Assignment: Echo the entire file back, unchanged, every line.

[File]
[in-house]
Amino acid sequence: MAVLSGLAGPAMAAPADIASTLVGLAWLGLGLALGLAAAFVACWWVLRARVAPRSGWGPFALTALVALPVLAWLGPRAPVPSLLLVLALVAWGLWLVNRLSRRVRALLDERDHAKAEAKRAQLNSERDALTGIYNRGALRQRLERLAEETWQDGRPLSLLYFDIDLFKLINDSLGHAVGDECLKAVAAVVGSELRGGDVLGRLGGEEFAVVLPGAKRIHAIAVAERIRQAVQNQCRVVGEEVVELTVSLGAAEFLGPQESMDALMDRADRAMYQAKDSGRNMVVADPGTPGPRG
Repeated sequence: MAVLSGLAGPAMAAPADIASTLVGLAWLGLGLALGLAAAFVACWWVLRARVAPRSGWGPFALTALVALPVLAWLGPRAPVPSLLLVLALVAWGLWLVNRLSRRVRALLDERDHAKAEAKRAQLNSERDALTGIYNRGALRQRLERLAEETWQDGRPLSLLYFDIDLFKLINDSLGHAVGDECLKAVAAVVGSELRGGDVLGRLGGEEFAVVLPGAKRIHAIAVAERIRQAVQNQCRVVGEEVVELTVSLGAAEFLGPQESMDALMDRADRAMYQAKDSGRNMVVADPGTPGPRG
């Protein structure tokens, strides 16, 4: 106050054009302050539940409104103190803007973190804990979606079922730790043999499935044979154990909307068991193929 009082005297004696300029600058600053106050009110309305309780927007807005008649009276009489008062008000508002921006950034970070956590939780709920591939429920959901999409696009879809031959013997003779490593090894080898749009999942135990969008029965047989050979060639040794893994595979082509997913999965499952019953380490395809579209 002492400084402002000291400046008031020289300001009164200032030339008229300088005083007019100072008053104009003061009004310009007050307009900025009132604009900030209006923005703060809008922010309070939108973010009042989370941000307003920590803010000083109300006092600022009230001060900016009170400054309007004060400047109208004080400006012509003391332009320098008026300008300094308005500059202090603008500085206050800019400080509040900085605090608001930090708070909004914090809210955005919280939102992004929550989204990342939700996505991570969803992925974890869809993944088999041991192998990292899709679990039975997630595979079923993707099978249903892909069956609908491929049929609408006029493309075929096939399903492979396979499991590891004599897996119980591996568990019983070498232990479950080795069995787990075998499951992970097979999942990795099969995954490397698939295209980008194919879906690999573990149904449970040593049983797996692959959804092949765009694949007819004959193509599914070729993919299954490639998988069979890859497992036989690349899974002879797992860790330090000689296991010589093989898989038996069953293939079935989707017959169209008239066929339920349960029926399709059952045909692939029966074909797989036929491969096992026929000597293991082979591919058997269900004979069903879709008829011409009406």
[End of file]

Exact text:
[in-house]
Amino acid sequence: MAVLSGLAGPAMAAPADIASTLVGLAWLGLGLALGLAAAFVACWWVLRARVAPRSGWGPFALTALVALPVLAWLGPRAPVPSLLLVLALVAWGLWLVNRLSRRVRALLDERDHAKAEAKRAQLNSERDALTGIYNRGALRQRLERLAEETWQDGRPLSLLYFDIDLFKLINDSLGHAVGDECLKAVAAVVGSELRGGDVLGRLGGEEFAVVLPGAKRIHAIAVAERIRQAVQNQCRVVGEEVVELTVSLGAAEFLGPQESMDALMDRADRAMYQAKDSGRNMVVADPGTPGPRG
Repeated sequence: MAVLSGLAGPAMAAPADIASTLVGLAWLGLGLALGLAAAFVACWWVLRARVAPRSGWGPFALTALVALPVLAWLGPRAPVPSLLLVLALVAWGLWLVNRLSRRVRALLDERDHAKAEAKRAQLNSERDALTGIYNRGALRQRLERLAEETWQDGRPLSLLYFDIDLFKLINDSLGHAVGDECLKAVAAVVGSELRGGDVLGRLGGEEFAVVLPGAKRIHAIAVAERIRQAVQNQCRVVGEEVVELTVSLGAAEFLGPQESMDALMDRADRAMYQAKDSGRNMVVADPGTPGPRG
């Protein structure tokens, strides 16, 4: 106050054009302050539940409104103190803007973190804990979606079922730790043999499935044979154990909307068991193929 009082005297004696300029600058600053106050009110309305309780927007807005008649009276009489008062008000508002921006950034970070956590939780709920591939429920959901999409696009879809031959013997003779490593090894080898749009999942135990969008029965047989050979060639040794893994595979082509997913999965499952019953380490395809579209 002492400084402002000291400046008031020289300001009164200032030339008229300088005083007019100072008053104009003061009004310009007050307009900025009132604009900030209006923005703060809008922010309070939108973010009042989370941000307003920590803010000083109300006092600022009230001060900016009170400054309007004060400047109208004080400006012509003391332009320098008026300008300094308005500059202090603008500085206050800019400080509040900085605090608001930090708070909004914090809210955005919280939102992004929550989204990342939700996505991570969803992925974890869809993944088999041991192998990292899709679990039975997630595979079923993707099978249903892909069956609908491929049929609408006029493309075929096939399903492979396979499991590891004599897996119980591996568990019983070498232990479950080795069995787990075998499951992970097979999942990795099969995954490397698939295209980008194919879906690999573990149904449970040593049983797996692959959804092949765009694949007819004959193509599914070729993919299954490639998988069979890859497992036989690349899974002879797992860790330090000689296991010589093989898989038996069953293939079935989707017959169209008239066929339920349960029926399709059952045909692939029966074909797989036929491969096992026929000597293991082979591919058997269900004979069903879709008829011409009406």